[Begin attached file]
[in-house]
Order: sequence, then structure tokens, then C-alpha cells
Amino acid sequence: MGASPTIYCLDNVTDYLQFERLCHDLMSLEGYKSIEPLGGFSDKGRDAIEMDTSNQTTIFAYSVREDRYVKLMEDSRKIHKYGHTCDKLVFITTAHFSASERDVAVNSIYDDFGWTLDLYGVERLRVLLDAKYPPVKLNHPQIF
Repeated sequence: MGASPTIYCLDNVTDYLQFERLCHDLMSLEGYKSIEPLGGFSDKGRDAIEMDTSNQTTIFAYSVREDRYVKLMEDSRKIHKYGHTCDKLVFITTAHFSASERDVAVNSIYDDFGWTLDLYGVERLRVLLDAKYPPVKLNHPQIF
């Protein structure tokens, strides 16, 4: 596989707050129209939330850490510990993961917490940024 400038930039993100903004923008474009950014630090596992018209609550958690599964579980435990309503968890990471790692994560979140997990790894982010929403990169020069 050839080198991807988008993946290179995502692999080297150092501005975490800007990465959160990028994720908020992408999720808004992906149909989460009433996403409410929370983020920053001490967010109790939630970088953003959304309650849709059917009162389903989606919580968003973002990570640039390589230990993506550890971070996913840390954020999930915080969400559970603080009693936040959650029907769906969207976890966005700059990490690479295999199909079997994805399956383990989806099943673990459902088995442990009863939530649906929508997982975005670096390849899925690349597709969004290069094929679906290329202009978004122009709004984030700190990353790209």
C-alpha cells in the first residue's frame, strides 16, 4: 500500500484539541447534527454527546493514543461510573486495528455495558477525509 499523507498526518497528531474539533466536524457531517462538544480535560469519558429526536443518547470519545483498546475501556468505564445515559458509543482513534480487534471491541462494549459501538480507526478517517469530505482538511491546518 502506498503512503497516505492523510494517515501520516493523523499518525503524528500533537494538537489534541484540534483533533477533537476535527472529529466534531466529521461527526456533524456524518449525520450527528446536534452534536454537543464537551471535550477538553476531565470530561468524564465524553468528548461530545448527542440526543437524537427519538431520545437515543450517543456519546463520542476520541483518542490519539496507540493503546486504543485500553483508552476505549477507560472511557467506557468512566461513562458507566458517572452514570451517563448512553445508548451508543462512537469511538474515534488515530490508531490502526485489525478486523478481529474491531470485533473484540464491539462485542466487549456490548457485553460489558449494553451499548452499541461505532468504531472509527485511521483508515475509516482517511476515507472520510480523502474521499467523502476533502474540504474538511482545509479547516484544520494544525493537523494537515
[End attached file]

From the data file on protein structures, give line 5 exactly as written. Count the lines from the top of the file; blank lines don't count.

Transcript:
């Protein structure tokens, strides 16, 4: 596989707050129209939330850490510990993961917490940024 400038930039993100903004923008474009950014630090596992018209609550958690599964579980435990309503968890990471790692994560979140997990790894982010929403990169020069 050839080198991807988008993946290179995502692999080297150092501005975490800007990465959160990028994720908020992408999720808004992906149909989460009433996403409410929370983020920053001490967010109790939630970088953003959304309650849709059917009162389903989606919580968003973002990570640039390589230990993506550890971070996913840390954020999930915080969400559970603080009693936040959650029907769906969207976890966005700059990490690479295999199909079997994805399956383990989806099943673990459902088995442990009863939530649906929508997982975005670096390849899925690349597709969004290069094929679906290329202009978004122009709004984030700190990353790209």